A USA Today investigation which found that the air outside thousands of schools across the country could be at least twice as toxic as the air in nearby neighborhoods—and sometimes ten times higher—has won the 2009 John B. Oakes Award for excellence in environmental journalism.
The special report, “The Smokestack Effect: Toxic Air and America’s Schools,” comprised a series of articles, the first of which appeared in December 2008, as well as an outstanding Web site that allows readers to search for information about schools in their area, or peruse the most polluted schools in each state.
Judges for the Oakes Award, which is administered by Columbia University’s Graduate School of Journalism, applauded USA Today reporters Blake Morrison and Brad Heath for a “commitment to the public good, that even government agencies entrusted with protecting the health of children—the most vulnerable among us—had failed to demonstrate.”
“By yoking the locations of private and pubic schools around the country with an EPA model for tracking toxic chemicals, the reporters identified hundreds of schools where children seemed to be at risk,” said the judges’ citation. “As a result, the EPA and local environmental agencies began to do what they should have been doing for years: paying attention to the environment in which our children live and learn.”
“The Smokestack Effect” also won the 2009 Grantham Prize for Excellence in Reporting on the Environment, which is administered by the Metcalf Institute for Marine & Environmental Reporting, and the 2009 Philip Meyer Journalism Award, which is administered by Investigative Reporters and Editors (IRE) and recognizes the best journalism done using social science research methods.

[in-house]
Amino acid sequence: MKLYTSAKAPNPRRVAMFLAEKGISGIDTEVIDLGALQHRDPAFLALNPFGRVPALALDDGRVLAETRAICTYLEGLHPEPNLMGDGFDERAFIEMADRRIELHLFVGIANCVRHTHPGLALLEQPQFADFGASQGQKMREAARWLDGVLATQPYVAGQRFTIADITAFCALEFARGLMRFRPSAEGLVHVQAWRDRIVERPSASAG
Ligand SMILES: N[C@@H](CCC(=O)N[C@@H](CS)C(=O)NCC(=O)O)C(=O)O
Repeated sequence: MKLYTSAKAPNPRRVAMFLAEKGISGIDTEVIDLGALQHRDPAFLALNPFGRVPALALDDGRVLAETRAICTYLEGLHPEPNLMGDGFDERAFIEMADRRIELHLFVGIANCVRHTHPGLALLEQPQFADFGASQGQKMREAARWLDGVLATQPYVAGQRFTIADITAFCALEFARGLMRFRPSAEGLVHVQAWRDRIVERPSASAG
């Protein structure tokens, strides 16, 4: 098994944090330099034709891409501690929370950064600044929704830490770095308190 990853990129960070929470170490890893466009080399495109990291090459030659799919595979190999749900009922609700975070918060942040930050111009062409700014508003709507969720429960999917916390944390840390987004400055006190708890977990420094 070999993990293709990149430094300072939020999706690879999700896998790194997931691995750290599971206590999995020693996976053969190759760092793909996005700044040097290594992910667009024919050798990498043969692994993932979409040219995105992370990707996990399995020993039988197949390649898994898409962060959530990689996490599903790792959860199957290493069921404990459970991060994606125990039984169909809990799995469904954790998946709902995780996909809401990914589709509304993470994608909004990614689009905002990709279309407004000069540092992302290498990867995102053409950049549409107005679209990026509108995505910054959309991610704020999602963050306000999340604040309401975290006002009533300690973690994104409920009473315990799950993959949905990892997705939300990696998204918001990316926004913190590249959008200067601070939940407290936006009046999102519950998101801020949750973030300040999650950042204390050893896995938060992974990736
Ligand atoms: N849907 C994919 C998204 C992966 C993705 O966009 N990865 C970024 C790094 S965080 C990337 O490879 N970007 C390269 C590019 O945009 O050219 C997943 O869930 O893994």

Second place in the Oakes Award contest went to The New York Times for ‘Toxic Waters,” a multimedia investigative series that critically examined the Clean Water Act and the Safe Drinking Water Act. The Oakes judges praised reporter Charles Duhigg for chronicling “the failures of the Clean Water Act and the Safe Drinking Water Act, that federal and state agencies had been ignoring.” Duhigg’s extensive research—according to Columbia’s press release (pdf), he interviewed more than 350 sources and filed 500 Freedom of Information Act—allowed him to build a computerized database that chronicled the “pattern of pollution and lack of enforcement that jeopardizes the nation’s water and health.”
The Oakes judges also cited Kristen Lombardi, of the Center for Public Integrity, and Kelly Kennedy, of Military Times, for meritorious work on the topics of longwall mining and health threats faced by troops in war zones, respectively.Curtis Brainard writes on science and environment reporting. Follow him on Twitter @cbrainard.